Immigrants And Refugees

Julia Smith

It takes a team:
Julia Smith

For Julia Smith, sports—particularly track and basketball—have always created a sense of belonging, but when a knee injury prevented her from keeping a track scholarship, Julia found herself on the streets. Julia moved into shelters, then onto public assistance. After therapy, mentoring from Catholic Charities’ Educational Outreach Program, and a remarkable amount of courage and resilience, Julia now thrives as a program director at Catholic Charities and advocate for hundreds of children. 

Julia translates her athletic background into meaningful change through Hoop Haven, a basketball program that opens its doors to Harlem youth of all ages and circumstances. When she noticed that Caleb, a longtime participant, wasn’t getting his basic needs met, she reached out to his mother, Dianne. As a young single mother who left an abusive partner, Dianne struggles with her mental health and has a hard time making ends meet.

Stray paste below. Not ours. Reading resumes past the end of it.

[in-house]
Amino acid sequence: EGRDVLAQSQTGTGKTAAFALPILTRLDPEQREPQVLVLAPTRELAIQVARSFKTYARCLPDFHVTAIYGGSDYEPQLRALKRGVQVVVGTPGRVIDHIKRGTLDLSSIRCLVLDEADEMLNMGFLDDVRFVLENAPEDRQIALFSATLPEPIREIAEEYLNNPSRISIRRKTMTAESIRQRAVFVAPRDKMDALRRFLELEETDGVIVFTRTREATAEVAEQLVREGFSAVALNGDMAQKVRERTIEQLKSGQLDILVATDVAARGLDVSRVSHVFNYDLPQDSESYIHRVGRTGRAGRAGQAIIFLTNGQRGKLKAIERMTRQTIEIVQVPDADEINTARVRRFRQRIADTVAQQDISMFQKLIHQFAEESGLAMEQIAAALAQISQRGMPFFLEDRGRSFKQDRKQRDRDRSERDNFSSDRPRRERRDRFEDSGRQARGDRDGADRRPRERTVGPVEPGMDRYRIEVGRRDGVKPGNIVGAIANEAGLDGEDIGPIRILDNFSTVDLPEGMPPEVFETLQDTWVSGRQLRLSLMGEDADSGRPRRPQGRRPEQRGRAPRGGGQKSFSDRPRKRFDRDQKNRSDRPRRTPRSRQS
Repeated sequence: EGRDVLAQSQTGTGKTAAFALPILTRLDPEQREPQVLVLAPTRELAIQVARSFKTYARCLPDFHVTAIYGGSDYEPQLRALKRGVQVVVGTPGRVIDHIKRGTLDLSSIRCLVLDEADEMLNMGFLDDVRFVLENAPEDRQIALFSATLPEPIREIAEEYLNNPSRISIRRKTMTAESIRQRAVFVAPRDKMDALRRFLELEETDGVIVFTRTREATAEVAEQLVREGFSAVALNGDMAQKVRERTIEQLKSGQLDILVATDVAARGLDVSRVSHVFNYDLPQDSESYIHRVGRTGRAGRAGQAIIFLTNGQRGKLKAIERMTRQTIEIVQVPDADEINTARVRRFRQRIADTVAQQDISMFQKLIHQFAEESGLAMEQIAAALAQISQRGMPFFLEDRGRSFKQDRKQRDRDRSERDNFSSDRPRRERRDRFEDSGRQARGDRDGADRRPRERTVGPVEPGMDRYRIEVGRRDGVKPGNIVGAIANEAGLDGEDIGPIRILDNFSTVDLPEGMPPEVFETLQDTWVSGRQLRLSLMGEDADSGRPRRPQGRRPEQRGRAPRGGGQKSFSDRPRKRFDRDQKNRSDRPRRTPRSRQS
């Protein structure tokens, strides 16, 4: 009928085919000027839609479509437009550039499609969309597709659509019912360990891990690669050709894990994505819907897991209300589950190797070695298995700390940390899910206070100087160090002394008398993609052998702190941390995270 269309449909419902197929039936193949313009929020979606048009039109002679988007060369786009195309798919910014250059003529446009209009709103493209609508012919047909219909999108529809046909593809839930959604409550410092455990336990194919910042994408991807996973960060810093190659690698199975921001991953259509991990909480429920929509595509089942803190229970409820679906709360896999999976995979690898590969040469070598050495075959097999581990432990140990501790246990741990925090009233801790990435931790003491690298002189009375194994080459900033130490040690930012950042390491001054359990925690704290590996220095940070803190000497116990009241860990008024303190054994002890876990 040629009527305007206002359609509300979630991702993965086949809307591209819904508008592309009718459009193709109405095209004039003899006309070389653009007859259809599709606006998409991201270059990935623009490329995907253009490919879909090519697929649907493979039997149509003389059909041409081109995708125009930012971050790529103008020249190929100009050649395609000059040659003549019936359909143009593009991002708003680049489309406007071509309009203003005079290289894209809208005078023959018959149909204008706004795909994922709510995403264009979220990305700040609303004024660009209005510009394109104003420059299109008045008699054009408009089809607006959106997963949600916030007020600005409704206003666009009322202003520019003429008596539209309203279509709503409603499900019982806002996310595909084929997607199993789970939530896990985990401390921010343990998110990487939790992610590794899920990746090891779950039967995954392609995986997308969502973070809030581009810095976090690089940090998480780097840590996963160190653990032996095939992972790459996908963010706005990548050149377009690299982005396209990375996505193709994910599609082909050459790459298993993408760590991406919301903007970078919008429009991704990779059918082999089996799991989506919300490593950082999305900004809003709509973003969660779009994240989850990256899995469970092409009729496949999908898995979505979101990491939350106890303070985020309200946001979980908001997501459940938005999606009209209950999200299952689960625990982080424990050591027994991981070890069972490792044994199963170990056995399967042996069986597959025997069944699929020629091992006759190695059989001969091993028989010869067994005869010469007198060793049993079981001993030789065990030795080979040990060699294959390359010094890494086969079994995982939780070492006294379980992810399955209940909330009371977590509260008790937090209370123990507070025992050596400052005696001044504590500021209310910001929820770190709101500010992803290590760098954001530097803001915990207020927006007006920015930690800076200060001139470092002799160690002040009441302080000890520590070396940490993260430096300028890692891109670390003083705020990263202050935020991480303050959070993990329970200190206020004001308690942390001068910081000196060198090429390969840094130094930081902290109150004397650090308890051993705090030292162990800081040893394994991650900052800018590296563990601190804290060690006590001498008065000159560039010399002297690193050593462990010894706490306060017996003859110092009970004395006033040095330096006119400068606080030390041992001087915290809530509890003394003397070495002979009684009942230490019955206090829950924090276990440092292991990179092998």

Julia works with Caleb and Dianne on social skills and decision-making and connects them to other resources. Through the St. Nicholas Project this year, Dianne and Caleb received warm winter essentials and clothing. The family regularly visits the food pantry at the Kennedy Center, where they also received a Thanksgiving meal. When Dianne is ready to seek the help she needs, she knows that Catholic Charities will be there for her—just as it was for Julia.

I share my story with the kids because I want them to know that I’ve been there, too, that they can trust me.